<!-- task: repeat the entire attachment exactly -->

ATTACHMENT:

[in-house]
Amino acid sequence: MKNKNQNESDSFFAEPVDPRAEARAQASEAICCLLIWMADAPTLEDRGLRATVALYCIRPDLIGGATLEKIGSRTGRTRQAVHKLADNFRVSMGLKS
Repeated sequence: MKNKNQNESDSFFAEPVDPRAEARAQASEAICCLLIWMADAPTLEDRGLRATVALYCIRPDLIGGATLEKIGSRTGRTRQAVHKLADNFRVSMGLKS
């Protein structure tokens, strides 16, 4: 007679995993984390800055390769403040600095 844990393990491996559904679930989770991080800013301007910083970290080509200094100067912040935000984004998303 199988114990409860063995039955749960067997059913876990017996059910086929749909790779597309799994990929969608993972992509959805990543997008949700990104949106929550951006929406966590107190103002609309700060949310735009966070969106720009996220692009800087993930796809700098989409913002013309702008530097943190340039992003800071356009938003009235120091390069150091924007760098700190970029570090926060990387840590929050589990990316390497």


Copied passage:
[in-house]
Amino acid sequence: MKNKNQNESDSFFAEPVDPRAEARAQASEAICCLLIWMADAPTLEDRGLRATVALYCIRPDLIGGATLEKIGSRTGRTRQAVHKLADNFRVSMGLKS
Repeated sequence: MKNKNQNESDSFFAEPVDPRAEARAQASEAICCLLIWMADAPTLEDRGLRATVALYCIRPDLIGGATLEKIGSRTGRTRQAVHKLADNFRVSMGLKS
């Protein structure tokens, strides 16, 4: 007679995993984390800055390769403040600095 844990393990491996559904679930989770991080800013301007910083970290080509200094100067912040935000984004998303 199988114990409860063995039955749960067997059913876990017996059910086929749909790779597309799994990929969608993972992509959805990543997008949700990104949106929550951006929406966590107190103002609309700060949310735009966070969106720009996220692009800087993930796809700098989409913002013309702008530097943190340039992003800071356009938003009235120091390069150091924007760098700190970029570090926060990387840590929050589990990316390497």